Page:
4.1 Measures Based on the Mechanisms of Warfarin-Induced Calcification

OAC is a double-edged sword; on the one hand, warfarin exerts its anticoagulant effect by antagonizing vitamin K, on the other hand, it also induces VC by reducing the synthesis and activity of VKD MGP. Therefore, warfarin could not achieve a balance between anticoagulation and VC reduction by interfering with MGP. It has been confirmed that QU attenuates warfarin-induced VC via Gla/β-catenin or TG2/β-catenin signaling pathways. Losartan attenuated warfarin-induced VC by reducing the expression of Runx2 and BMP2, while osteoprotegerin reduced warfarin-induced calcification. Li et al. [74] established a rat model of arterial calcification with warfarin and vitamin K1. Two weeks after the induction of arterial calcification, rats were treated with captopril. The results revealed that the calcification of arteries was significantly attenuated after captopril treatment. Schurgers et al. [58] demonstrated that vitamin K could reduce warfarin-induced VC and reduce the decreased arterial distensibility that is induced by calcification. These data suggested that warfarin-induced VC could be alleviated by pharmacological intervention, but the related molecular mechanisms need to be further investigated.

4.2 Early Interventions and Multidisciplinary Treatment Strategies

Early clinical diagnosis, early intervention, and multidisciplinary approaches act in the prevention and treatment of VC induced by warfarin. Emamy et al. [75] reported that the direct factor Xa inhibitor slightly reversed calcification in coronary arteries and heart valves, which was induced by warfarin and other vitamin K inhibitors. Yang et al. [76] cultured HAVIC from patients with warfarin-induced aortic valve stenosis in a high inorganic phosphate medium, and showed that menaquinone-4 accelerated warfarin-induced calcification in HAVIC.

Some studies reported that warfarin-treated patients with supratherapeutic INRs had a much higher risk of adverse renal outcomes [77, 78, 79]. Clinicians need to make a trade-off between warfarin and new anticoagulant drugs, such as apixaban, for patients with AF on HD. On the one hand, warfarin has some shortcomings, such as inducing VC; on the other hand, anticoagulants such as apixaban or rivaroxaban have disadvantages, such as short half-life, lack of effective antagonism, and high cost, which limits their usability. Coleman CI et al. [34] compared the effects of rivaroxaban and warfarin on renal failure in patients with non-valvular atrial fibrillation (NVAF). Compared with warfarin, rivaroxaban reduced the incidence of renal failure. Reilly et al. [80] believed that apixaban is an ideal drug to replace warfarin in the treatment of HD complicated with NVAF. However, although both apixaban and rivaroxaban show good pharmacokinetic characteristics in ESRD, due to the potential risk of dialysis drug accumulation and the lack of adequate understanding of their mechanism, Brancaccio et al. [81] believed that neither of these two drugs could be used safely in dialysis patients. Saito et al. [82] reported five HD patients, four with medial arterial calcium deposits and one with skin calcium deposits; four patients were treated with sodium thiosulfate and three patients with low calcium dialysate. The average follow-up period was 7.4 months; however, four patients were cured and one died of infection. These data suggested that multidisciplinary, early management, and strict detection of minerals and bone markers may improve the process of warfarin-induced VC.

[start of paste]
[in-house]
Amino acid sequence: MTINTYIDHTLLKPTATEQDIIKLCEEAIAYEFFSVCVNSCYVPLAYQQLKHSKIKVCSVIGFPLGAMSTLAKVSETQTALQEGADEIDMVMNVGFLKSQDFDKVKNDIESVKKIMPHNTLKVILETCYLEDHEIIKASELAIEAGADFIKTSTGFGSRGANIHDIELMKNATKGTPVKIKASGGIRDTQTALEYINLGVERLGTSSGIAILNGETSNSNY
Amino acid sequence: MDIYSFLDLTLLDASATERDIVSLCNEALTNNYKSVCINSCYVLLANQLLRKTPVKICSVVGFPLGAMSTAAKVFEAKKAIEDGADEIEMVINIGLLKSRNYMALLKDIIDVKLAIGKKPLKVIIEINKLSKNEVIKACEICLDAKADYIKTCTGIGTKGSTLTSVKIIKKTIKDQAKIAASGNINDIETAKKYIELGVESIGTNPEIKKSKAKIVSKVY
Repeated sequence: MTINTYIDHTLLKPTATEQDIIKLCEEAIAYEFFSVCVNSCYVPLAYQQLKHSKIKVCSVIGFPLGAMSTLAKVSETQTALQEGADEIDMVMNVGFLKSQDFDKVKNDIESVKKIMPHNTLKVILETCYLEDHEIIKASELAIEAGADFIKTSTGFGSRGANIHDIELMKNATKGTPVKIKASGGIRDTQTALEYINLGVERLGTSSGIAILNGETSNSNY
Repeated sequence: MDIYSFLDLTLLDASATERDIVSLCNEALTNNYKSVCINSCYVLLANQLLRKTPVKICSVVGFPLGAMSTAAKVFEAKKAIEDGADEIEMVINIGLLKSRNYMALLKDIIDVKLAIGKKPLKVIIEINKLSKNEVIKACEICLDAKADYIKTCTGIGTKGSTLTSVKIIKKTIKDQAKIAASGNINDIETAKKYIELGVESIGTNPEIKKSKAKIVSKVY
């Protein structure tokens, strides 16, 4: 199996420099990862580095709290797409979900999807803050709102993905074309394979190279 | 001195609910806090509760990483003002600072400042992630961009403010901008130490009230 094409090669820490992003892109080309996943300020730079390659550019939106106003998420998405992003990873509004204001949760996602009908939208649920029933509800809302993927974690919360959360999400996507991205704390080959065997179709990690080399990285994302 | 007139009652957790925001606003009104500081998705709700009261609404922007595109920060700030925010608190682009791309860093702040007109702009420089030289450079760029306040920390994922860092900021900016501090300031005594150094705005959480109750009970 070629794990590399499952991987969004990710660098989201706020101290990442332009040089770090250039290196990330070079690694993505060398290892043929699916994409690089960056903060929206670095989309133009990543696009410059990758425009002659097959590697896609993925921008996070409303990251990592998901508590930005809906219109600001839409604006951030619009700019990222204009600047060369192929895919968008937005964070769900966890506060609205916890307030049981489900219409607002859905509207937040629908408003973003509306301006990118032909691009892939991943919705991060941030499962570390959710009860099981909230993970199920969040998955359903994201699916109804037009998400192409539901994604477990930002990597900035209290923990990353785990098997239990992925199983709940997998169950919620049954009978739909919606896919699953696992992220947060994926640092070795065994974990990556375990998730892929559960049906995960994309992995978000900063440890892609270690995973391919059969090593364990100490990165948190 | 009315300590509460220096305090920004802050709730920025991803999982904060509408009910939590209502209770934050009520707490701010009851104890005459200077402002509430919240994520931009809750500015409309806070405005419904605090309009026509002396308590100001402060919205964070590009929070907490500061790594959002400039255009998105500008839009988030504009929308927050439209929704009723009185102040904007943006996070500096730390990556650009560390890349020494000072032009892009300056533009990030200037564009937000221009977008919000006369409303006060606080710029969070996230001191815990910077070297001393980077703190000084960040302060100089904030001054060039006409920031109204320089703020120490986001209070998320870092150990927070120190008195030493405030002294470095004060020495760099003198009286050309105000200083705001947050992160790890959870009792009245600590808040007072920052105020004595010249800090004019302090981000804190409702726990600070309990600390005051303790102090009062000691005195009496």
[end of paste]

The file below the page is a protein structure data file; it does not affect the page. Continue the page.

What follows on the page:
Warfarin-induced calcification is gradually becoming a concern for clinicians and some have tried to use newly developed drugs [3]. Still, all of these drugs have cumulative effects or lack definite antagonists, so they are unable to totally replace warfarin. Therefore, reducing calcification while ensuring the anticoagulant effect of warfarin is an urgent clinical problem that needs to be solved. The appropriate use of warfarin will be important for reducing calcification.

In this review, we summarize the clinical phenomenon of warfarin-induced calcification, its possible molecular mechanisms, and the current prevention and treatment strategies. We hope this review can provide a theoretical reference for further improvement of warfarin anticoagulation therapy, promotion of the rational use of warfarin anticoagulation, and minimization of its calcification effects.

Author Contributions

Conceptualization—JL; original draft preparation—XW, LP; review and editing— JM, JL; figure preparation—LZ; supervision—JL; funding acquisition—XW, JL. All authors have read and agreed to the published version of the manuscript.

Ethics Approval and Consent to Participate

All subjects gave their informed consent for inclusion before they participated in the study. The study was conducted in accordance with the Declaration of Helsinki, and the protocol was approved by the Ethics Committee of Xijing Hospital, Fourth Military Medical University (approval number: KY20192087).

Acknowledgment

Not applicable.

Funding

This study was supported by grants from the National Natural Science Foundation of China (82070264, 82070503), the Key R&D Program of Shaanxi Province (2022ZDLSF01-09).

Conflict of Interest

The authors declare no conflict of interest.

Publisher’s Note: IMR Press stays neutral with regard to jurisdictional claims in published maps and institutional affiliations.